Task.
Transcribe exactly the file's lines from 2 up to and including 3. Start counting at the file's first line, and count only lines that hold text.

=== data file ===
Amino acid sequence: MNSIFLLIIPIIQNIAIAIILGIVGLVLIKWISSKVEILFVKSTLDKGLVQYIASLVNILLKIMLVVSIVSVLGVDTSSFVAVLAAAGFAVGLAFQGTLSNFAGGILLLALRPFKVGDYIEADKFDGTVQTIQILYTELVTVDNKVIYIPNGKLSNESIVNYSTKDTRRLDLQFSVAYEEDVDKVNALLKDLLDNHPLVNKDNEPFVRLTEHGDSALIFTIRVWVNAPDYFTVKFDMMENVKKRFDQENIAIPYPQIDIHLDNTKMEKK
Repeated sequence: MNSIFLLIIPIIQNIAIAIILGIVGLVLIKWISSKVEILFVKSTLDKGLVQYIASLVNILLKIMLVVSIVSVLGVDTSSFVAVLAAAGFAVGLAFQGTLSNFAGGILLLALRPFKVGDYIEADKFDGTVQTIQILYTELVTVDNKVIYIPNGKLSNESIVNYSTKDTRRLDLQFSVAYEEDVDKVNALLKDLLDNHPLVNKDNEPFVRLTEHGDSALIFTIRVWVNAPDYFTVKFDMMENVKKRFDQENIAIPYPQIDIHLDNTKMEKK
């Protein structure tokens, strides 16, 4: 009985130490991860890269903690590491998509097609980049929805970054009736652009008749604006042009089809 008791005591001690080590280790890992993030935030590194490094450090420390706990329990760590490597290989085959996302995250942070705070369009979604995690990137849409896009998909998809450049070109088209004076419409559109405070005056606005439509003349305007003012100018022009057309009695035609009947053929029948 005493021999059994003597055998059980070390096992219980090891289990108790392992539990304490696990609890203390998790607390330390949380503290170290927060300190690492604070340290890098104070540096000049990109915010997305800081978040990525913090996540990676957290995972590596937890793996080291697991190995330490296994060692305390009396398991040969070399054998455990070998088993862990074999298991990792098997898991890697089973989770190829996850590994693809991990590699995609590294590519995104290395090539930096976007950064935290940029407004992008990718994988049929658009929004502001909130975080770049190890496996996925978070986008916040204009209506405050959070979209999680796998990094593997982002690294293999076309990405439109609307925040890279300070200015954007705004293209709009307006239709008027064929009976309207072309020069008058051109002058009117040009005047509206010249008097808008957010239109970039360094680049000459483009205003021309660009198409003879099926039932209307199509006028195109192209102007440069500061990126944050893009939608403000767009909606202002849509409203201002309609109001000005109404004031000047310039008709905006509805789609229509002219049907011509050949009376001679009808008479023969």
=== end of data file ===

Repeated sequence: MNSIFLLIIPIIQNIAIAIILGIVGLVLIKWISSKVEILFVKSTLDKGLVQYIASLVNILLKIMLVVSIVSVLGVDTSSFVAVLAAAGFAVGLAFQGTLSNFAGGILLLALRPFKVGDYIEADKFDGTVQTIQILYTELVTVDNKVIYIPNGKLSNESIVNYSTKDTRRLDLQFSVAYEEDVDKVNALLKDLLDNHPLVNKDNEPFVRLTEHGDSALIFTIRVWVNAPDYFTVKFDMMENVKKRFDQENIAIPYPQIDIHLDNTKMEKK
């Protein structure tokens, strides 16, 4: 009985130490991860890269903690590491998509097609980049929805970054009736652009008749604006042009089809 008791005591001690080590280790890992993030935030590194490094450090420390706990329990760590490597290989085959996302995250942070705070369009979604995690990137849409896009998909998809450049070109088209004076419409559109405070005056606005439509003349305007003012100018022009057309009695035609009947053929029948 005493021999059994003597055998059980070390096992219980090891289990108790392992539990304490696990609890203390998790607390330390949380503290170290927060300190690492604070340290890098104070540096000049990109915010997305800081978040990525913090996540990676957290995972590596937890793996080291697991190995330490296994060692305390009396398991040969070399054998455990070998088993862990074999298991990792098997898991890697089973989770190829996850590994693809991990590699995609590294590519995104290395090539930096976007950064935290940029407004992008990718994988049929658009929004502001909130975080770049190890496996996925978070986008916040204009209506405050959070979209999680796998990094593997982002690294293999076309990405439109609307925040890279300070200015954007705004293209709009307006239709008027064929009976309207072309020069008058051109002058009117040009005047509206010249008097808008957010239109970039360094680049000459483009205003021309660009198409003879099926039932209307199509006028195109192209102007440069500061990126944050893009939608403000767009909606202002849509409203201002309609109001000005109404004031000047310039008709905006509805789609229509002219049907011509050949009376001679009808008479023969």